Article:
USING REMOTE SENSING & MODELING FOR EVALUATING HYDROLOGIC FLUXES, STATES, & CONSTITUENT TRANSPORT PROCESSES WITHIN AGRICULTURAL LANDSCAPES
Title: Treatments of Precipitation Inputs to Hydrologic Models
Submitted to: Transactions of the ASABE
Publication Type: Peer Reviewed Journal
Publication Acceptance Date: February 11, 2011
Publication Date: November 8, 2011
Citation: Beeson, P.C., Doraiswamy, P.C., Sadeghi, A.M., Di Luzio, M., Tomer, M.D., Arnold, J.G., Daughtry, C.S. 2011. Treatments of Precipitation Inputs to Hydrologic Models: Guages and NEXRAD. Transactions of the ASABE. 54(6):2011-2020.
Interpretive Summary: Hydrological models are used to assess many water resources problems from agricultural use and water quality to engineering issues such as flood or drought prediction potential, erosion rates estimate, contaminant transport, and available water quantity. But these models need good rainfall data, since it is one of the four main components of water balance, as input for them to accurately predict model simulation water budget values. These records can normally come from either land-based rain gauges or remotely sensed radar estimates. Land-based rain gauges only accurately measure a single point on the landscape and require a dense network to capture the spatial variability. In contrast, radar-base records cover wide areas at high resolution but do not always have accurate estimates. Using raw radar-based rainfall estimates as input have resulted in poor model predictions. This study elaborates on a new methodology that combines these two rainfall sources and provides a more reliable rainfall record to drive hydrologic and water quality/quantity models.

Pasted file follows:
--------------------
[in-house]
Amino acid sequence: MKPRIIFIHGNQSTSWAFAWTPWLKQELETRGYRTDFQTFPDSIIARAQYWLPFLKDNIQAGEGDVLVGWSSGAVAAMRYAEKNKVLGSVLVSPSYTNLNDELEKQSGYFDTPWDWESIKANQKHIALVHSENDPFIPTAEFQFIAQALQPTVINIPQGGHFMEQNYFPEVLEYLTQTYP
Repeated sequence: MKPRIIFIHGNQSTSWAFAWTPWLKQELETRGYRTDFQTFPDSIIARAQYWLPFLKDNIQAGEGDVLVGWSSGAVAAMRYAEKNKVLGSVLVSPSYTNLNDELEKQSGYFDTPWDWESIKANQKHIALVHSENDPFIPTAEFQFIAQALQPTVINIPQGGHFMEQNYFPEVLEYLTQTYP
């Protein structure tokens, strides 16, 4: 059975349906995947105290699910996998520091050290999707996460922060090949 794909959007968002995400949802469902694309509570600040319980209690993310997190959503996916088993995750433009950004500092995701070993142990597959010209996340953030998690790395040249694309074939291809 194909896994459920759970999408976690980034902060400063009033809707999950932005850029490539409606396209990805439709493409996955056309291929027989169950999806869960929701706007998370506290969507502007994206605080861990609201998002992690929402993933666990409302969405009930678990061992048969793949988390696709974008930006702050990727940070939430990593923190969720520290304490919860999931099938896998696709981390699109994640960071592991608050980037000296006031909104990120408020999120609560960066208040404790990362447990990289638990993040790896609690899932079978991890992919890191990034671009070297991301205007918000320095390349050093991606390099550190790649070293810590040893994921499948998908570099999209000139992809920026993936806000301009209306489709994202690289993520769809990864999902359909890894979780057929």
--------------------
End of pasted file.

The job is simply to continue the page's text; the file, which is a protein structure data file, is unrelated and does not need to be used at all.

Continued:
Hydrological models are used to assess many water resources problems from agricultural use and water quality to engineering issues. The success of these models are dependent on correct parameterization; the most sensitive being the rainfall input time series. These records can come from land-based rain gauges (accurate at a point) or remotely sensed radar estimates (covers a wide area). This study shows how the combination of these two sources can provide a reliable rainfall record to drive the Soil Water Assessment Tool (SWAT) model, which provides decision support for producers and policy makers alike. Results show significant improvement in model predictions by selecting and modifying the rainfall data from three sources- the National Weather Service Land Surface COOP stations and the Next Generation Radar (StageIV and Multisensor Precipitation Estimate). Specifically: 1) when using gauged data the treatment of trace events must be considered- here trace events were treated either as zero, 0.1mm, or as 0.1mm only days before measureable rain events. The latter was found to best describe reality as it fulfills soil moisture deficit the day before measureable rain events resulting in direct runoff and infiltration; 2) if the user does not have rain gauge data, simple correction of the radar estimates to match total rainfall amounts in the region results in adequate results. Here simply multiplying by 15% improved results from radar sources; and 3) if the user has both sources simple kriging with varying local means offered very good results.